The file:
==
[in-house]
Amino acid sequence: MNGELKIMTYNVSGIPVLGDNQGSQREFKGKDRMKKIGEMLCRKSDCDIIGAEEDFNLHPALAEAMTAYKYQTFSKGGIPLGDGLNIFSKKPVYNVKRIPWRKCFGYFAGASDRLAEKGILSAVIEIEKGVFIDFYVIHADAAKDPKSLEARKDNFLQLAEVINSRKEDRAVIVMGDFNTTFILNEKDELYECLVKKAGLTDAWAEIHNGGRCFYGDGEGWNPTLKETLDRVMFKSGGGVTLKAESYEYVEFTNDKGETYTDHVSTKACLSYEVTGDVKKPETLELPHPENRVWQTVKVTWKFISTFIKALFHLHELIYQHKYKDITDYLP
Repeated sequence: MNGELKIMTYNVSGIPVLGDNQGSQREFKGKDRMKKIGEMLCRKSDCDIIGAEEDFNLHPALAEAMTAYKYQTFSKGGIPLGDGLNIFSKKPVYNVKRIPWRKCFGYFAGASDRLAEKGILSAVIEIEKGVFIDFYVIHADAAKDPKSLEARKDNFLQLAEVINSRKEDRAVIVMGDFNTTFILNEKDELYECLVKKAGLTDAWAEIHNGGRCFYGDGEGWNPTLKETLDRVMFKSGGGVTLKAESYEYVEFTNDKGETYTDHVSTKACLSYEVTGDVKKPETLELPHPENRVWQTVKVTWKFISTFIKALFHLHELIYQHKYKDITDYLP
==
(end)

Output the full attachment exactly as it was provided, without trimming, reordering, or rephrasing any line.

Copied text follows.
[in-house]
Amino acid sequence: MNGELKIMTYNVSGIPVLGDNQGSQREFKGKDRMKKIGEMLCRKSDCDIIGAEEDFNLHPALAEAMTAYKYQTFSKGGIPLGDGLNIFSKKPVYNVKRIPWRKCFGYFAGASDRLAEKGILSAVIEIEKGVFIDFYVIHADAAKDPKSLEARKDNFLQLAEVINSRKEDRAVIVMGDFNTTFILNEKDELYECLVKKAGLTDAWAEIHNGGRCFYGDGEGWNPTLKETLDRVMFKSGGGVTLKAESYEYVEFTNDKGETYTDHVSTKACLSYEVTGDVKKPETLELPHPENRVWQTVKVTWKFISTFIKALFHLHELIYQHKYKDITDYLP
Repeated sequence: MNGELKIMTYNVSGIPVLGDNQGSQREFKGKDRMKKIGEMLCRKSDCDIIGAEEDFNLHPALAEAMTAYKYQTFSKGGIPLGDGLNIFSKKPVYNVKRIPWRKCFGYFAGASDRLAEKGILSAVIEIEKGVFIDFYVIHADAAKDPKSLEARKDNFLQLAEVINSRKEDRAVIVMGDFNTTFILNEKDELYECLVKKAGLTDAWAEIHNGGRCFYGDGEGWNPTLKETLDRVMFKSGGGVTLKAESYEYVEFTNDKGETYTDHVSTKACLSYEVTGDVKKPETLELPHPENRVWQTVKVTWKFISTFIKALFHLHELIYQHKYKDITDYLP